const fileData = readFileSync("CHANGELOG.md", { encoding: "utf8" });
const fileDataArray = fileData.split("n");

writeFileSync looks similar but it requires an extra argument (between the filename and the encoding data). This third argument is the provided string that will be written into the file. See below.

writeFileSync("CHANGELOG.md", newFileData, { encoding: "utf8" });

Before we continue on with readAsync and writeAsynclet’s go over one more function provided by the fs module: appendFile.

We can use appendFile to, as the name implies, append file data to a file. By provided a filename, file data (as a string) and a callback function, we can create our changelog file with ease. See below.

const newChangelog = () => {
appendFile("CHANGELOG.md", changelogStart, (err) => {
if (err) throw err;
console.log('Changelog is created successfully.');
})
}

This function will create a new file (CHANGELOG.md), populating it with changelogStart (the string that is available in the changelog.js file on Github). Now that we made our function which will create a changelog for us, should one not exist, we can move onto our function to add a new changelog item to an existing changelog!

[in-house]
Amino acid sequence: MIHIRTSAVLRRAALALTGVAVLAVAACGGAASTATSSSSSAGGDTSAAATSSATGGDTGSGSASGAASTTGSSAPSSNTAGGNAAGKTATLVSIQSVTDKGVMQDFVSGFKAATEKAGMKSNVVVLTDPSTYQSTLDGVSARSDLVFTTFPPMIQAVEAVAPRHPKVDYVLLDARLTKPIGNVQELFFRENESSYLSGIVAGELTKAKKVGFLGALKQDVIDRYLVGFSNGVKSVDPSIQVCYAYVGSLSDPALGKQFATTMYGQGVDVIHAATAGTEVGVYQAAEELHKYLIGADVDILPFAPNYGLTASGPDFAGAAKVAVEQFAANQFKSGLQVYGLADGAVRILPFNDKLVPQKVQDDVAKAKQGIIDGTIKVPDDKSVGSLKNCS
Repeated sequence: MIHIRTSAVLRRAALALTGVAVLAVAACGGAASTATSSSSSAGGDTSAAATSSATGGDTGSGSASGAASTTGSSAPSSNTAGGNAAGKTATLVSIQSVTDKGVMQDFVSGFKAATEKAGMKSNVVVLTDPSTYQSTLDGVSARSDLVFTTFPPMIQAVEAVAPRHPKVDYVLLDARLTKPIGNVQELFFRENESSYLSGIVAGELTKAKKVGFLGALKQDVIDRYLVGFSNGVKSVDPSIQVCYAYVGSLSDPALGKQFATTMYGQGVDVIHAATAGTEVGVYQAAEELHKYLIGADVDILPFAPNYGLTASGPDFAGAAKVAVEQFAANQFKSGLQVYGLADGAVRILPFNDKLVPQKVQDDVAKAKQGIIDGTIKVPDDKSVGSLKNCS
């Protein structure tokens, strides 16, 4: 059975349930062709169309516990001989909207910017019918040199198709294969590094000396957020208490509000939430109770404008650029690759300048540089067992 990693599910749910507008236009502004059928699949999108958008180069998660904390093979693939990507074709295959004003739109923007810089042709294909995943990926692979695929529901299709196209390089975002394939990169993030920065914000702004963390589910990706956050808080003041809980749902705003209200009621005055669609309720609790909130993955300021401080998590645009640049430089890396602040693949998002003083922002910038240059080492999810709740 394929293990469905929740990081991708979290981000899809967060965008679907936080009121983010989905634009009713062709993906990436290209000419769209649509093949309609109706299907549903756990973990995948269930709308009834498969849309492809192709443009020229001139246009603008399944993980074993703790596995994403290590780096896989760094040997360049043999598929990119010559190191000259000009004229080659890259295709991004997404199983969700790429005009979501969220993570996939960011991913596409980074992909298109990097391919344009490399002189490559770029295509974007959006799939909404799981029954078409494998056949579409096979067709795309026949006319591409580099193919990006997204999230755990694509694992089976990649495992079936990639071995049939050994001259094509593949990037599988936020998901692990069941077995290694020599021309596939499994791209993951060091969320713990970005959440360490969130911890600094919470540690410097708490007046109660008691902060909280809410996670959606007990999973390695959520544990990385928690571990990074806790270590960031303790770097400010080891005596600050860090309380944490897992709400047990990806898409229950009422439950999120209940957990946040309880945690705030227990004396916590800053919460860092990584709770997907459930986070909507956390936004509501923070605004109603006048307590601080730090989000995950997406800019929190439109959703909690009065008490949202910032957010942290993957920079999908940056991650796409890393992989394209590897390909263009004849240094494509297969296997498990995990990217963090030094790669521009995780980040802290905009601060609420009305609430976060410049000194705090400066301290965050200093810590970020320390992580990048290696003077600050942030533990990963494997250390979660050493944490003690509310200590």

Now, before we get into the line insertion code, let’s see what code we need to determine whether or not we should add an item. Remember, our changelog items correspond to a project version and date. If we already have a changelog item for the current version and date, we don’t need to create a new one.

Below is the code we’ll use to check if we need a new item.

const newChangelogItem = () => {
if (checkIfItemExists(item)){
console.log(`Changelog item already exists for n ${item}`)
} else {
writeChangelog()
}
}

We’ll get to writeChangelog in a moment, but first, here’s checkIfItemExists.

const checkIfItemExists = (str) => {
const contents = readFileSync('CHANGELOG.md', 'utf-8');
return contents.indexOf(str) > -1;
}

This function makes use of readFileAsync. This will generate a stringified version of our changelog. Once it’s a string, we can use check the index of our changelog item. If it’s greater than -1, then it exists and we don’t need to add a new one. Otherwise, add a new one. Simple, no?